Celebrating the vision for Expo '74
When a group of Spokane business leaders and property owners convened in 1959, they had a lofty goal of revitalizing and renewing downtown. High on the list was renovation of Havermale Island, then the site of rail yards, tracks and warehouses. The group funded a commission that recommended a variety of public bonds, tax increases and federal money, none of which gained much traction, including two bonds defeated by vote. They had to scramble for a new plan.
Enter King Cole and his vision for Expo ‘74.
Cole, known as the “Father of the Expo,” delivered that rejuvenation to downtown Spokane, spearheading the city’s hugely ambitious bid for the World’s Fair and resurrecting the central business district. Through his extraordinary leadership and contributions from many others, Expo ’74 and Riverfront Park were brought to fruition, providing the Lilac City with a central jewel for generations to enjoy.
“King Cole’s vision and leadership enabled Spokane to become the smallest city to ever host a world’s fair,” noted Bill Youngs, author of “The Fair and the Falls,” the definitive history of Expo ’74, which draws extensively from Cole’s personal papers and recollections.
Long gone are the train tracks and industrial depot, replaced instead by welcoming meeting spaces, grassy expanses, landscaped gardens and trails. Riverfront Park is the central hub for many of our region’s most cherished annual events.
Now, as the 50th Anniversary of the Expo approaches, Friends of Riverfront Park has established the King Cole Commemorative Project Fund at Innovia Foundation to celebrate Cole and other key stakeholders who made Expo ’74 and Riverfront Park a reality.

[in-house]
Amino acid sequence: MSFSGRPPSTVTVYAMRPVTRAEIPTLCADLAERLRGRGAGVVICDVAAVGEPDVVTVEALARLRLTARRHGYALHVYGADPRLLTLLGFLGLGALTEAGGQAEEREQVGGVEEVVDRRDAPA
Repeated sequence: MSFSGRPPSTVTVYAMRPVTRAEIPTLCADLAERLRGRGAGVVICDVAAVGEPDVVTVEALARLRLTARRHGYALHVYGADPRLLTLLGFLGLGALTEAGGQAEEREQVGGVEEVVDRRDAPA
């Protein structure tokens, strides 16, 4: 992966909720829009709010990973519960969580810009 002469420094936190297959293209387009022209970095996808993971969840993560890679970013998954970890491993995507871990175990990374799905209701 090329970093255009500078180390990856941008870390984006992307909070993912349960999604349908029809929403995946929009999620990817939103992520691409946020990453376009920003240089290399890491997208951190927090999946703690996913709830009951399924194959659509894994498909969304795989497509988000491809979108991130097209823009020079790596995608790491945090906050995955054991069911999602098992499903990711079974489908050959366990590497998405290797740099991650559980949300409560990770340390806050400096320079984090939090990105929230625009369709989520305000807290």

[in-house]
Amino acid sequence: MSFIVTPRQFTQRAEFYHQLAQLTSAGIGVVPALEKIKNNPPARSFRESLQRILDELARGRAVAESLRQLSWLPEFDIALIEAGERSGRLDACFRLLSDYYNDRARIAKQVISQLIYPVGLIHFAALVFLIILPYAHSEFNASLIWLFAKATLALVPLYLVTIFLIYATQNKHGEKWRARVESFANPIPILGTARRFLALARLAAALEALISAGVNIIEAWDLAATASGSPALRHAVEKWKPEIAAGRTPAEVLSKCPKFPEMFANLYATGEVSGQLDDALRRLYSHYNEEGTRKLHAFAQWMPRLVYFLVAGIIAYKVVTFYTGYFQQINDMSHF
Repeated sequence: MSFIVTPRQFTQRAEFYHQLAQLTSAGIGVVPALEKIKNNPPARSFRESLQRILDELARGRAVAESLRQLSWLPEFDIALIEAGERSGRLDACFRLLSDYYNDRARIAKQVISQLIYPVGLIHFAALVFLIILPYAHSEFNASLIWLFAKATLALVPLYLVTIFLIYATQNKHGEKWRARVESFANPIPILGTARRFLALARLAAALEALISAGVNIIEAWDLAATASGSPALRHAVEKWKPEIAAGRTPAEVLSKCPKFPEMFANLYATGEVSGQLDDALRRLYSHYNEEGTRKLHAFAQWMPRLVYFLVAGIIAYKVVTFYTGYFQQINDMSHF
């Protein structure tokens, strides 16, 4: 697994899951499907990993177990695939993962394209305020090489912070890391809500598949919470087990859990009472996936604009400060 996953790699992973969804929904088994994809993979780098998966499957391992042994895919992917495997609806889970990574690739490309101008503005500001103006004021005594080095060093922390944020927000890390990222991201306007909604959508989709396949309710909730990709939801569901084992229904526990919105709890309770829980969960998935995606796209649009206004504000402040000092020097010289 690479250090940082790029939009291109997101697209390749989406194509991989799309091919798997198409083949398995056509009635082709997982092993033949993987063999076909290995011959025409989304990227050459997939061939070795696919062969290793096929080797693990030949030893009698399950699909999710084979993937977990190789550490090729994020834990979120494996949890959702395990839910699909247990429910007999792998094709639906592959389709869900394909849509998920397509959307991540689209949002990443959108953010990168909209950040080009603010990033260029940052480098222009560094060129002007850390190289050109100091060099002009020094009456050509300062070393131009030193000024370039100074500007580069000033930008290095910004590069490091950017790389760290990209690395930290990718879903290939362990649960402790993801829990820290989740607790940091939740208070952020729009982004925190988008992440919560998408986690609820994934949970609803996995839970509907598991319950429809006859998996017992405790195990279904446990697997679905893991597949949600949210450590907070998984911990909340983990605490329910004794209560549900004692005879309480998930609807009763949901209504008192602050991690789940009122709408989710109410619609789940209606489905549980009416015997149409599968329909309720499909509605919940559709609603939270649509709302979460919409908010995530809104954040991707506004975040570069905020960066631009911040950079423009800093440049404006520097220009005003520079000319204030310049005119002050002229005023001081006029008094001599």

“Our goal is to recognize King Cole and his energy in developing the park, as well as celebrate the anniversary of Expo ’74,” said Friends of Riverfront Park board member and former Spokane Parks Board President Chris Wright.
“For younger generations, Riverfront Park has always been there,” Wright added. “A big part of our purpose with this project is education about what the island looked like before Expo ‘74 and the extraordinary civic effort that went into changing it into what it is today. The anniversary is an opportunity to commemorate those efforts with a lasting addition.”
The project fund will support expenses related to an expanded King Cole Way and iconic King Cole Gateway, anchoring at the existing King Cole Wood Bridge, which was dedicated on the 20th Anniversary in 1994. The vibrant, commemorative installation will create an interactive, engaging art piece to help tell the stories of instrumental Expo ’74 figures, such as Jim Cowles, U.S. Senator Warren Magnuson, Senator “Scoop” Jackson, former U.S. Speaker Thomas Foley, and the contribution of the Spokane Tribe.
Spokane Citizen Hall of Fame inductee and philanthropic leader Jeanne Ager, the first Executive Director of what is now Innovia Foundation, noted, “It is important that the next generation understands the history of Riverfront Park and that this is an opportunity for all of us to support that mission through the King Cole Commemorative Project.”
In salutation of King Cole’s foresight and the tremendous community impact of Expo ’74, the installation will provide a remarkable entry point into Riverfront Park that embraces the past, present and future.
Checks can be mailed to: Innovia Foundation 421 W. Riverside Ave, Suite 606 Spokane, WA 99201. Please indicate KCCP Fund in the memo line.
Innovia can also help with gifts of stock or retirement funds.
Questions? Call the Gift Planning Team at 509-624-2606.